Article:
Monday, May 18, 2009

Alpert to announce tomorrow at 10AM

Continuing the developing saga of Merrick Alpert, the attorney and CEO who is interested in running for senate, and I spoke to his press secretary today and she told me that he will announce his challenge to Sen. Chris Dodd from Alpert's home in Mystic at 10AM tomorrow.

In a weird development, Alpert's former boss was quoted as saying that he thinks Alpert shouldn't run.

Here's the statement from Jonathan Pelto in The Hill blog:
"I'm surprised, even a bit stunned, that my former intern Merrick Albert is interested in running against Chris Dodd, let alone that he believes he is prepared to serve as Connecticut's United States Senator.

"I've known Merrick for more than 20 years. He worked as my legislative intern when he was a student at Trinity College and later helped with various political campaigns. Always eager and ambitious, everyone who has ever worked with Merrick knows that he's always wanted to run for political office. Hopefully, he'll reconsider this strange decision and focus instead on getting his political career underway by running for a position that he is more qualified for like state representative or state senator."
In fairness to Mr. Alpert, Jon Pelto is a longtime Democratic insider, who is obviously a dedicated Chris Dodd supporter.

The weird thing is how Pelto's statement seems to echo many similar remarks that were conveyed to Ned Lamont when he began his upstart political challenge that upset Joe Lieberman in the Democratic primary and forced Lieberman to form his own party and run as an independent in order to preserve his seat.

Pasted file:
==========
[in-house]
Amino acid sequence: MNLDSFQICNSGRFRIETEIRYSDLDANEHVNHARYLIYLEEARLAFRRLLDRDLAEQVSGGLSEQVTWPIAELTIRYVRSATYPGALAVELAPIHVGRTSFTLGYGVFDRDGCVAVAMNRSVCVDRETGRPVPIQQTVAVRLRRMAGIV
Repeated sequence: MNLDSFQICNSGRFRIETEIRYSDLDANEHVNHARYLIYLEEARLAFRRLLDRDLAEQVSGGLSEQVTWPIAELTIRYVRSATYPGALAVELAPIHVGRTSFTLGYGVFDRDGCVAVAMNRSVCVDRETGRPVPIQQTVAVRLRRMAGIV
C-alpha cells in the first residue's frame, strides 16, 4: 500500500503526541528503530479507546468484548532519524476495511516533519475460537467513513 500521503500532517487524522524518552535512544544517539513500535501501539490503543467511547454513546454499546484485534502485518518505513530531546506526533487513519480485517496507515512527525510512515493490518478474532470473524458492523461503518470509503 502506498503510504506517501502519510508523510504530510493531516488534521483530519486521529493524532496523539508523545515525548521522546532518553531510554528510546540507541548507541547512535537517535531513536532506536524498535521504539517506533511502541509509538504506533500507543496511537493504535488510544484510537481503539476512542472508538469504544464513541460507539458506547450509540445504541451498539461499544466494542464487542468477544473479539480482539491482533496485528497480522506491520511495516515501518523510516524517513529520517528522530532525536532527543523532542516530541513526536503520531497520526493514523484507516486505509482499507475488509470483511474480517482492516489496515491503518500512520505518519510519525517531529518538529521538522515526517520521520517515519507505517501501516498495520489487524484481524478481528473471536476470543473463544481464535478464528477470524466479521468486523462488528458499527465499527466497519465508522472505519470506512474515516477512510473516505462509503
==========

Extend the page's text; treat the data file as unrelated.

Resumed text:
Then, in the Hartford Courant blog Capitol Watch, former Greenwich First Selectman Roger Pearson (a rarity for a Democrat in a very Republican town) spoke up in support of Alpert's candidacy, saying:
"I think Merrick deserves a lot of credit for sticking his neck out,'' Pearson said Monday. "To Jonathan Pelto, I say this: Was little known Vice President Harry Truman, a bankrupt haberdasher, ready to become President when FDR died suddenly during World War II? And whatever happened to that community activist from Chicago who wanted to lead this nation during its worst and continuing financial crisis since The Great Depression? Doesn't that great old political adage "Time for a Change" ring true for Democrats as well as Republicans, especially since we're talking about an entrenched 30-year incumbent who has terribly lost his way to the detriment of the people he is charged with serving?"
I'll have more on Merrick Alpert tomorrow. Stay tuned.


Anonymous said...

Hey Bob!

Yes, I remember Eddie Perez' crashing of Ned Lamont's first event at La Poloma cafe in Hartford. It was a blatant attempt to bully and intimidate Ned from going through with his run.

Let's hope Team Dodd won't follow suit. If they can't handle a neophyte like Alpert, it doesn't give me confidence that they can win next year against the Republicans.

Look, if Alpert doesn't do anything but launch negative attacks against Dodd, I'll be Merrick's worst enemy. But that's yet to be demonstrated. I look forward to hearing the whipper-snapper make positive arguments about why he'd make a better Senator than Dodd. I'm not sure he'll sway me, but it's a healthy debate.

Personally, I like choices. I think overall Dodd has been a solid Democrat. But I also think rank-and-file Dems, like me, deserve a choice next spring, particularly if Dodd remains behind in the polls. I likely want to stick with Dodd, but I don't necessarily want to be stuck with Dodd.

Mr. Alpert stands poised to force that discussion. (Even tho I think Dick Blumenthal, and not Alpert, would be the probable beneficiary.) Merrick has paid his Democratic dues, and I support his right to go for it, -- again so long as he doesn't go negative, negative, negative.

In the meantime I hope Senator Dodd pulls out of this morass. And the best way to do so is by championing the people's agenda.


CT Bob said...


I also remember that Lee Whitnum's misguided challenge to Jim Himes had no detriment at all to his campaign, and in fact gave him the opportunity to solidify his base that helped sweep him into office in November.

Besides, the Republicans are shaping up to have a wild and wooley primary of their own, and it's going to be fun watching them try to "out-wingnut" each other in an attempt to prove who's the bigger conservative.

That, along with the governor's race, should make 2010 an exciting political year!